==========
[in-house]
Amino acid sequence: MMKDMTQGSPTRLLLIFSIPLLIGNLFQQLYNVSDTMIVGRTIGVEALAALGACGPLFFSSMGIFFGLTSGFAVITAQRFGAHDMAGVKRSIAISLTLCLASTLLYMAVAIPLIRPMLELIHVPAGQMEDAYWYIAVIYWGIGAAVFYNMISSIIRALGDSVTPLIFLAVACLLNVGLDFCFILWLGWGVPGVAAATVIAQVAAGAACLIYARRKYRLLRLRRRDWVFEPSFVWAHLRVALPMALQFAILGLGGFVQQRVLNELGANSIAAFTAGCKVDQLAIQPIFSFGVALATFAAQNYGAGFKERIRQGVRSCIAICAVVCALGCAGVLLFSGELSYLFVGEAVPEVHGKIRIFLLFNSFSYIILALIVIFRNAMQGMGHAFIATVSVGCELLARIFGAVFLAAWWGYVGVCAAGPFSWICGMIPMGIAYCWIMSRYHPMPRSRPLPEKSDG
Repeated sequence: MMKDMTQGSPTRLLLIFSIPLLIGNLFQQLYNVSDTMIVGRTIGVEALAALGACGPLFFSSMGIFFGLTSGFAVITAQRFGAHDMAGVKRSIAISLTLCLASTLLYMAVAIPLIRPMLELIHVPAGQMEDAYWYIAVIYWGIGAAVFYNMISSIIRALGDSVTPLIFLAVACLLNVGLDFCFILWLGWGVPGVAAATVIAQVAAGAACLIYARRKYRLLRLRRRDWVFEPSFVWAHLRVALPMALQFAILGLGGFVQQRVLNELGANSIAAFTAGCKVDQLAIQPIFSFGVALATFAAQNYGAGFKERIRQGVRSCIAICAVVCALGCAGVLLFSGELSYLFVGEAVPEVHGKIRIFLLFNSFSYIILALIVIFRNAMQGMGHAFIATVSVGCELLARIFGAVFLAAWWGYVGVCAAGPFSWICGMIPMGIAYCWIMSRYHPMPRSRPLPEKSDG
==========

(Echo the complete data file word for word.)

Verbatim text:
[in-house]
Amino acid sequence: MMKDMTQGSPTRLLLIFSIPLLIGNLFQQLYNVSDTMIVGRTIGVEALAALGACGPLFFSSMGIFFGLTSGFAVITAQRFGAHDMAGVKRSIAISLTLCLASTLLYMAVAIPLIRPMLELIHVPAGQMEDAYWYIAVIYWGIGAAVFYNMISSIIRALGDSVTPLIFLAVACLLNVGLDFCFILWLGWGVPGVAAATVIAQVAAGAACLIYARRKYRLLRLRRRDWVFEPSFVWAHLRVALPMALQFAILGLGGFVQQRVLNELGANSIAAFTAGCKVDQLAIQPIFSFGVALATFAAQNYGAGFKERIRQGVRSCIAICAVVCALGCAGVLLFSGELSYLFVGEAVPEVHGKIRIFLLFNSFSYIILALIVIFRNAMQGMGHAFIATVSVGCELLARIFGAVFLAAWWGYVGVCAAGPFSWICGMIPMGIAYCWIMSRYHPMPRSRPLPEKSDG
Repeated sequence: MMKDMTQGSPTRLLLIFSIPLLIGNLFQQLYNVSDTMIVGRTIGVEALAALGACGPLFFSSMGIFFGLTSGFAVITAQRFGAHDMAGVKRSIAISLTLCLASTLLYMAVAIPLIRPMLELIHVPAGQMEDAYWYIAVIYWGIGAAVFYNMISSIIRALGDSVTPLIFLAVACLLNVGLDFCFILWLGWGVPGVAAATVIAQVAAGAACLIYARRKYRLLRLRRRDWVFEPSFVWAHLRVALPMALQFAILGLGGFVQQRVLNELGANSIAAFTAGCKVDQLAIQPIFSFGVALATFAAQNYGAGFKERIRQGVRSCIAICAVVCALGCAGVLLFSGELSYLFVGEAVPEVHGKIRIFLLFNSFSYIILALIVIFRNAMQGMGHAFIATVSVGCELLARIFGAVFLAAWWGYVGVCAAGPFSWICGMIPMGIAYCWIMSRYHPMPRSRPLPEKSDG